Remember when we divided companies into those that could thrive in a COVID environment and those that would falter? It turned out to be surefire way to make money with companies like Zoom (ZM) and Clorox (CLX) seeing extraordinary growth and concomitant stock price accumulation.
Those days are long gone. We now have a new standard: is the company now doing better than it did not in 2020 - almost all are because of the shutdowns - but in 2019, a year that was of the halcyon variety when everything was going right not wrong with the world.
It turns out to be a pretty exacting standard. Consider Zoom, the company that changed so many of our lives and brought about the notion of rigor for working at home. It's growth is still good, but not great and we really can say that this was a pandemic stock. Are Zoom's growth days done? No, not at all. But it's a darned expensive stock even after its 17% decline last week when the company talked about slowing growth. Clorox? A stock that declines from $240 to $168 tells the tale of growth stalled and a meager 2.75% yield protecting those who own it. Both companies have seen valuations ratcheted down because reigniting their growth could require acquisitions, nothing organic.
Now, though we are beginning to see the birth of companies that have caught fire during the pandemic and the conflagration has raged even stronger, much stronger than even 2019. We saw such comparisons in Signet Jewelers (SIG) , which has seen both sales and margins expand versus those days. Chipotle (CMG) is having little problem crushing 2019 and doing so in many cases because of digitizing their throughput and delivery. I've been impressed with the numbers DoorDash (DASH) has put up post the raging days of the epidemic as ordering in has become a staple, even as people are excited to go to restaurants again.
RH (RH) , formerly Restoration Hardware, is crushing 2019 numbers with its luxury prices for luxury goods. It's become not just a store, not just a gallery but a destination, especially when it opens its 70 acre British estate filled with RH ideas and concepts. AMC (AMC) just experienced a weekend that exceeded its compare from 2019. Am I necessarily recommending a company with a high debt load and a business that's challenged on many fronts? No, but who would have thought that AMC could best 2019 even at a time when the Delta variant rages. Contrast that with the airlines, another leisure business, are cratering numbers. Neither the business nor the pleasure traveler has returned in abundance, the former truly perhaps a thing of the past.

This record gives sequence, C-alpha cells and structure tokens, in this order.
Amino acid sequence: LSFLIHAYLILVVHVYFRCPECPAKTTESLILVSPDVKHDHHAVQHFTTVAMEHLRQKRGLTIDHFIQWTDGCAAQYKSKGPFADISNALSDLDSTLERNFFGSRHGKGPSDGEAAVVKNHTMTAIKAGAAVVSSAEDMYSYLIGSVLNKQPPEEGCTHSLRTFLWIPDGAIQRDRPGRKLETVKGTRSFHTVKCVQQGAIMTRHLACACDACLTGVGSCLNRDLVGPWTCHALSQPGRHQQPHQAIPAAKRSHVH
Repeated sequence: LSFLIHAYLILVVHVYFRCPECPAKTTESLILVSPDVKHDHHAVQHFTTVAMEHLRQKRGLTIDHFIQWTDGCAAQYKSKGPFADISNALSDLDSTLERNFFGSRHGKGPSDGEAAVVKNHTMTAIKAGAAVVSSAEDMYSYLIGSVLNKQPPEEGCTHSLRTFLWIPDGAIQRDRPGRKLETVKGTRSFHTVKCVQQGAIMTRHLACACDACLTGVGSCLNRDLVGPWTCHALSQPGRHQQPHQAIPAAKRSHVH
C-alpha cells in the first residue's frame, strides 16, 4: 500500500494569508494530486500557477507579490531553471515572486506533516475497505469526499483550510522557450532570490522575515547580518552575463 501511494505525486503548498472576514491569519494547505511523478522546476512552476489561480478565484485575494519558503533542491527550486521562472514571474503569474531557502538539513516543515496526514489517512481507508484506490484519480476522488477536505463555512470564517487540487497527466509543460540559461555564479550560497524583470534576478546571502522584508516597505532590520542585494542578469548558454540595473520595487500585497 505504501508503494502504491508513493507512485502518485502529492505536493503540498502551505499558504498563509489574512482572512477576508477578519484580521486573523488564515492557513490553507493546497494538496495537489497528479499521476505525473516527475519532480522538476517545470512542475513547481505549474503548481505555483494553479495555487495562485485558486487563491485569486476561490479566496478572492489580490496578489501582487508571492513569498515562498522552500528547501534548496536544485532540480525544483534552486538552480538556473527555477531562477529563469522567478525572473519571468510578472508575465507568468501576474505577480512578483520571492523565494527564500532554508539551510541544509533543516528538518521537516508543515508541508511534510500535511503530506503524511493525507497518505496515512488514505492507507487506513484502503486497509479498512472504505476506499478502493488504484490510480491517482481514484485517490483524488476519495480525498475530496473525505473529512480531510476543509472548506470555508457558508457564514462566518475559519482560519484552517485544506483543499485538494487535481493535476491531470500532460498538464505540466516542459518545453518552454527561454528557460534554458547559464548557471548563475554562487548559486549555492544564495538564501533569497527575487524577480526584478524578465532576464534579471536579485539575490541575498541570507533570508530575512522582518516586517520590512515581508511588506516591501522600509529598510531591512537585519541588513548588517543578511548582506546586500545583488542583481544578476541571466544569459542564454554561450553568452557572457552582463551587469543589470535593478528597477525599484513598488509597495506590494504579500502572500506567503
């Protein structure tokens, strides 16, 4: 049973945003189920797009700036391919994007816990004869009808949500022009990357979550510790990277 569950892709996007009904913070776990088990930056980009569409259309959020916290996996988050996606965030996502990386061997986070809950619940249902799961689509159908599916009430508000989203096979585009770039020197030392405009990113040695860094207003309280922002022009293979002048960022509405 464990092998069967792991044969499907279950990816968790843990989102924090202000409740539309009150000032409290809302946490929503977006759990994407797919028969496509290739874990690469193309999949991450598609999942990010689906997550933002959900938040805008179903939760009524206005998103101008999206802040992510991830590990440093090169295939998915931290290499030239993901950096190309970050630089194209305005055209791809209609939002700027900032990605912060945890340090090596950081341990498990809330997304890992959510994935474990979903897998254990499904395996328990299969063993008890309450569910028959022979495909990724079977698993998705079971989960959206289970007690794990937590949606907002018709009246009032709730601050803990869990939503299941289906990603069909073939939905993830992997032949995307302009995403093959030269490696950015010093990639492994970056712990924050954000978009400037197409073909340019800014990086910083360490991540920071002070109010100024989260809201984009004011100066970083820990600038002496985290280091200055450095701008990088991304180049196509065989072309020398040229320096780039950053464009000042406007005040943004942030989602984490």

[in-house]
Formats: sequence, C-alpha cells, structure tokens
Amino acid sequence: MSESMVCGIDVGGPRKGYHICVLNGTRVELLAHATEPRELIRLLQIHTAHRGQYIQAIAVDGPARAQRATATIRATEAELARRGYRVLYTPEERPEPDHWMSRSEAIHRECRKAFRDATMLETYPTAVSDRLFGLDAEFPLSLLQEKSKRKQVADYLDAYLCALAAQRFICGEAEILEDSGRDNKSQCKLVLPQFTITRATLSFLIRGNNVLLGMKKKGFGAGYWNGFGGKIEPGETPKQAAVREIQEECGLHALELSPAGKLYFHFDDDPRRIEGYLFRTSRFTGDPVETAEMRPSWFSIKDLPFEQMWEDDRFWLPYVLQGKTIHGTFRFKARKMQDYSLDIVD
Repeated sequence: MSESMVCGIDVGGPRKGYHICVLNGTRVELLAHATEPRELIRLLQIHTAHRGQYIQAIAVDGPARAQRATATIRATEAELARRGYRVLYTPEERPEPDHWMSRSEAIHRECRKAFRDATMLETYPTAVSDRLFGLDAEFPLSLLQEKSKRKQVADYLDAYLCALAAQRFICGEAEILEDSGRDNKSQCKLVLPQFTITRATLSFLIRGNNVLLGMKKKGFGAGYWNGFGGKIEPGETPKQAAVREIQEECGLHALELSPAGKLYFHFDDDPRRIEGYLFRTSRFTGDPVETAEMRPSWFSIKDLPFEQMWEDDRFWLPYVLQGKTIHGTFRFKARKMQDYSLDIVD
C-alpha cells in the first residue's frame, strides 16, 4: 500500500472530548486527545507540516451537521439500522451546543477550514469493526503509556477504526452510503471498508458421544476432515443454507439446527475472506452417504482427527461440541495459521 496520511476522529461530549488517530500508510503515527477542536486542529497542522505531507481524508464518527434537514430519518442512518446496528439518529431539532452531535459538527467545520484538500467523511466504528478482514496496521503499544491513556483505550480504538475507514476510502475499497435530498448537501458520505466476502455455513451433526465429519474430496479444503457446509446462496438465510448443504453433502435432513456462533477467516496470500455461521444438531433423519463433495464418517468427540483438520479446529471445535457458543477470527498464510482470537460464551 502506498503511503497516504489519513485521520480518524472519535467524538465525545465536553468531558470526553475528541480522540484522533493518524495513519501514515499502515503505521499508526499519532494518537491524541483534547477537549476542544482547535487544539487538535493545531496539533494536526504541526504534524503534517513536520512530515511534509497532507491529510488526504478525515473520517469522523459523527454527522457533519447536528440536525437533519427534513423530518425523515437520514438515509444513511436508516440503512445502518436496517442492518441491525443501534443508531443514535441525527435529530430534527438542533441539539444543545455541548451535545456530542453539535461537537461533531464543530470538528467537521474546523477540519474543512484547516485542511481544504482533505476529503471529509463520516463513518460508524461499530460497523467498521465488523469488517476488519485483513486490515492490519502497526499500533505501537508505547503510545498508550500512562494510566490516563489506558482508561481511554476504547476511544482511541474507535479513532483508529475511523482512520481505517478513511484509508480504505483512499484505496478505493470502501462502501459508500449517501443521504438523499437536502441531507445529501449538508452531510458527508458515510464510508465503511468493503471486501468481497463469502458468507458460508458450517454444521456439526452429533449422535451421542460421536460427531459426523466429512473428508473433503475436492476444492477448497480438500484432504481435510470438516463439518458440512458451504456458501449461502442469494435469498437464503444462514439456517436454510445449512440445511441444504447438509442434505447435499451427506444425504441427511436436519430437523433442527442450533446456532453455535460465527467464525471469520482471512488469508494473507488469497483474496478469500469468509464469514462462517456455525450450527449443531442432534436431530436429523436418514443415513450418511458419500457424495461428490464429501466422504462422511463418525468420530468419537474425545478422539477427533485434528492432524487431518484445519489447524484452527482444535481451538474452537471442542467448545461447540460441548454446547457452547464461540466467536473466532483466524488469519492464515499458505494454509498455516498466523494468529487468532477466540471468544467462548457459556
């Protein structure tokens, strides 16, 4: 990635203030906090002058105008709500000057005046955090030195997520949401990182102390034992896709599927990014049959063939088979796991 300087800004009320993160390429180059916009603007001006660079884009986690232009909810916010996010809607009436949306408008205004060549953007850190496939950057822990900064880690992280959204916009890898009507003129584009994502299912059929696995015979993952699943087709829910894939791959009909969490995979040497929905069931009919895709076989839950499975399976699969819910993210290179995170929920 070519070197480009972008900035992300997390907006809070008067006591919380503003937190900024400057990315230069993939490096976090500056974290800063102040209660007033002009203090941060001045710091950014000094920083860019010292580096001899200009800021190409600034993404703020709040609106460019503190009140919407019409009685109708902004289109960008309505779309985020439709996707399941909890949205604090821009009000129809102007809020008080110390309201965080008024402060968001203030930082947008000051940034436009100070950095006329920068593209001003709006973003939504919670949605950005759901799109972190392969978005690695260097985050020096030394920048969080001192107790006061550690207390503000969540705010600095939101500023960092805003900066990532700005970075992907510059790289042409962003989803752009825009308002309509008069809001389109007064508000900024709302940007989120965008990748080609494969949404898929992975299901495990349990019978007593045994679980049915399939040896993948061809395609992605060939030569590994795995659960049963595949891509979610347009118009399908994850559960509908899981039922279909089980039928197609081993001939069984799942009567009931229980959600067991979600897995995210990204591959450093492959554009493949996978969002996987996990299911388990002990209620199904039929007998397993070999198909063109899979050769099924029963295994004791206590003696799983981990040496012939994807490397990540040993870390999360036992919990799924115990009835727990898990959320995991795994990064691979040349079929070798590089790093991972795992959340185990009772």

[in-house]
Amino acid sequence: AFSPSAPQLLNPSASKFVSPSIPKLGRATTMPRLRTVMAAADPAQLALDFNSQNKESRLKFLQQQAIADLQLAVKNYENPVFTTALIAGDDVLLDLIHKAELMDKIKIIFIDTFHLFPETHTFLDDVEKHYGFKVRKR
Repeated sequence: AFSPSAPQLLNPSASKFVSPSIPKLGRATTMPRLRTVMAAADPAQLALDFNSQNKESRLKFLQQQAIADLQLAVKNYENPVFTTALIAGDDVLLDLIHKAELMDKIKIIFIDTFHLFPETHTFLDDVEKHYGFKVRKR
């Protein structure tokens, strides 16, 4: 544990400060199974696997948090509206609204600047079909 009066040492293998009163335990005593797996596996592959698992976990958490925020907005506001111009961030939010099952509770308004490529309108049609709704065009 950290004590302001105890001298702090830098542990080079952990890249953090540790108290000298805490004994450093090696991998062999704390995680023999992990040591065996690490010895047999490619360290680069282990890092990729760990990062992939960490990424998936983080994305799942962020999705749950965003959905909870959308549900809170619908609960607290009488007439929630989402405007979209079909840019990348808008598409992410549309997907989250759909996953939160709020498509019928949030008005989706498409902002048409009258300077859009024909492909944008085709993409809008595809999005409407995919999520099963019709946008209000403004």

DocuSign (DOCU) has changed peoples' minds about how to do deals. Time spent on something like a house closing has been cut to almost zero. We aren't going back to the old way.
As amazing as all of these are I think we have found the winner and new champion when it comes to crushing 2019 numbers: Lululemon (LULU) . Last night the company reported a quarter that was 64% better than 2019 with expanding gross margins and impressive invention and share take. LULU management is saying they are in the "early innings" of growth and even though the company is no longer a wunderkind, call me a believer. Call others believers too as the stock has rallied 42 points to an all-time high.
There are not one but two things at work with this company and this stock. First, it's total addressable market expanded as we began to work at home and then, in some cases, returned to the office. It's clothes, comfortable and fashion-forward, can be worn in both environments. Second, short sellers thought that growth would be curtailed when people returned to the office. They are trickling back to the office but they are still in their LULU clothes. That's led to a short squeeze of tremendous proportions and I don't think it is over.
So when we look at companies, particularly growth companies in tech and retail, remember to ask yourself not how they did versus 2020, but how they compare to 2019. The numbers are eye-opening and the subsequent performances bountiful.